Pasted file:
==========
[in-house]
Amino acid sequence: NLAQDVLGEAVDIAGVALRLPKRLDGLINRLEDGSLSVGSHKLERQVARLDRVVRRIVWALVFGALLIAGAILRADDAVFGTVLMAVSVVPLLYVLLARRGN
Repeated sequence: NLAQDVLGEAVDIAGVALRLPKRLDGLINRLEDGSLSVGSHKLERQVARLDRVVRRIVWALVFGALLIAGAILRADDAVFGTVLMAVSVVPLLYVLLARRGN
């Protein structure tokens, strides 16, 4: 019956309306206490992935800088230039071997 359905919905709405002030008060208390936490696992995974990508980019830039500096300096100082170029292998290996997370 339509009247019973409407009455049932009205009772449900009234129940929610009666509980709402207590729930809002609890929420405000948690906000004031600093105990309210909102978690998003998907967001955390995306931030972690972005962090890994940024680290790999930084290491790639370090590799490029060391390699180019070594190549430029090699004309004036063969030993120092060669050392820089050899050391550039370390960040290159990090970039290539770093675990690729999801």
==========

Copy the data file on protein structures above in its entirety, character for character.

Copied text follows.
[in-house]
Amino acid sequence: NLAQDVLGEAVDIAGVALRLPKRLDGLINRLEDGSLSVGSHKLERQVARLDRVVRRIVWALVFGALLIAGAILRADDAVFGTVLMAVSVVPLLYVLLARRGN
Repeated sequence: NLAQDVLGEAVDIAGVALRLPKRLDGLINRLEDGSLSVGSHKLERQVARLDRVVRRIVWALVFGALLIAGAILRADDAVFGTVLMAVSVVPLLYVLLARRGN
């Protein structure tokens, strides 16, 4: 019956309306206490992935800088230039071997 359905919905709405002030008060208390936490696992995974990508980019830039500096300096100082170029292998290996997370 339509009247019973409407009455049932009205009772449900009234129940929610009666509980709402207590729930809002609890929420405000948690906000004031600093105990309210909102978690998003998907967001955390995306931030972690972005962090890994940024680290790999930084290491790639370090590799490029060391390699180019070594190549430029090699004309004036063969030993120092060669050392820089050899050391550039370390960040290159990090970039290539770093675990690729999801």